Four police officers, charged with shooting and killing two unarmed civilians on a bridge in the days after Hurricane Katrina, could face the death penalty.
Those four officers and two others are accused of gunning down citizens and trying to cover it up. Five other former police officers have already pleaded guilty to helping cover up the killings, bringing the total to 11 charged so far. The entire New Orleans police department is under investigation, stemming from allegations of misconduct.
"We will not tolerate wrongdoing by those who are sworn to protect the public," said Attorney General Eric Holder, who was in New Orleans Tuesday to announce the charges in the civil rights investigation. "This will not stand."
In the chaotic days after the August 2005 storm, a family tried to cross the Danziger Bridge to get to the supermarket for food and supplies, and two other men were on the bridge on their way to check on their brother's dental office when, justice officials allege, the shootings took place.
The FBI said New Orleans police showed up, responding to reports of gunfire, and opened fire with assault rifles and a shotgun. When it was over, two unarmed citizens were killed and four wounded. One of the victims was a severely mentally disabled man, who was allegedly shot in the back as he tried to flee.
"These police officers took oaths to protect the people of New Orleans and instead, as alleged in the indictment, they killed two people and wounded four others," said Kevin Perkins, assistant director of the FBI's Criminal Investigative Division.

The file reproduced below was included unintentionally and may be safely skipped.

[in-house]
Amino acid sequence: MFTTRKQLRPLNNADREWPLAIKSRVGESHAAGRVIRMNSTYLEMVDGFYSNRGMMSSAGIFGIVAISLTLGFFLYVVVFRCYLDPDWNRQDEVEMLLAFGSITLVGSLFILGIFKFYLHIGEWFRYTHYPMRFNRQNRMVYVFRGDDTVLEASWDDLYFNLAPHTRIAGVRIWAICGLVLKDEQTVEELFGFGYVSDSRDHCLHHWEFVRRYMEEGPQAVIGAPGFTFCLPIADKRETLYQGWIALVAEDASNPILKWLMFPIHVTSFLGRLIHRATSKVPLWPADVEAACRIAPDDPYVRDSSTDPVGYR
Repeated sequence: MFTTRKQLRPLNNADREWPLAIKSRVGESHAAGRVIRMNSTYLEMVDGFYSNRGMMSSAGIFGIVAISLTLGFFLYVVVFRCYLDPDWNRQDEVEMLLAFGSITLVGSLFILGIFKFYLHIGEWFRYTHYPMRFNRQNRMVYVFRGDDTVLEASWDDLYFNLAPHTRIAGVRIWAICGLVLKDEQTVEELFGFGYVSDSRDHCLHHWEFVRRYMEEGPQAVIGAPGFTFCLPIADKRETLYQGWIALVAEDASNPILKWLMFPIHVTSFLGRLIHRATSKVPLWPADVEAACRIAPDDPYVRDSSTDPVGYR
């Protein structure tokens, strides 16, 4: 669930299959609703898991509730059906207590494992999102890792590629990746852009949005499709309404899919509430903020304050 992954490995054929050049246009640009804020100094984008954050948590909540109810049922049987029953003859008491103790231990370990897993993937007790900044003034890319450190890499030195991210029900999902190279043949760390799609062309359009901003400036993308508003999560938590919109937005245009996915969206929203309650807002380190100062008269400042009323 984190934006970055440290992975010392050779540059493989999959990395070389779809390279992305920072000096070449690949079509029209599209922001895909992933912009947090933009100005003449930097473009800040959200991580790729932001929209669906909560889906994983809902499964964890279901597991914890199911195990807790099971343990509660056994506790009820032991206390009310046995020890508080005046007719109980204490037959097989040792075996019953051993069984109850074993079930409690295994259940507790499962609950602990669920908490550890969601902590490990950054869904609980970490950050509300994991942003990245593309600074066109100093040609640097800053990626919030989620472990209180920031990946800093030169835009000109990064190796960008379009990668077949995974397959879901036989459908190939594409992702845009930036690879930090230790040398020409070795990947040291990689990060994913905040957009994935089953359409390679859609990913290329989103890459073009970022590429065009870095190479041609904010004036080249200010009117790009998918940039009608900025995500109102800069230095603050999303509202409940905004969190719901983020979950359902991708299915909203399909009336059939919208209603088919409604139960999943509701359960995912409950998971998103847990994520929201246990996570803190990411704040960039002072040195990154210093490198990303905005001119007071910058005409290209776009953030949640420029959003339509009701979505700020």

Initially, police said they fired in self-defense. "They approached the subjects who were several, several feet away, who fired on the police officers. The officers returned fire," said former deputy police chief Warren Riley at a September 2005 press conference.
Tuesday, the Justice Department said that statement was based on a lie, and that the officers shot civilians without cause and planted a gun at the scene as part of an elaborate cover-up, which included creating fictional witnesses and falsifying police reports.
"We recognize that for prosecutors and police alike, our integrity is our most important currency. Without it we lose the confidence ... and respect of the community," said Thomas E. Perez, assistant attorney general for the Civil Rights Division.
Sgts. Robert Gisevius and Kenneth Bowen, officer Anthony Villavaso and former officer Robert Faulcon were charged with deprivation of rights under the color of law and use of a weapon during the commission of a crime.
A lawyer for Gisevius told The Associated Press that Tuesday's indictment did not come as a surprise. "We have long anticipated that this day may come," Eric Hessler said.
The Justice Department got involved in the case after a state judge threw out the charges of murder or attempted murder in August 2008.
Justice Department officials vow to help clean up corruption in the New Orleans police department, which has been stewed in controversy for alleged misconduct after Katrina.
Tuesday's charges come one month after five current or former New Orleans police officers were accused of fatally shooting 31-year-old resident Henry Glover, and then burning his body in a car to cover up the crime.
The Associated Press contributed to this report.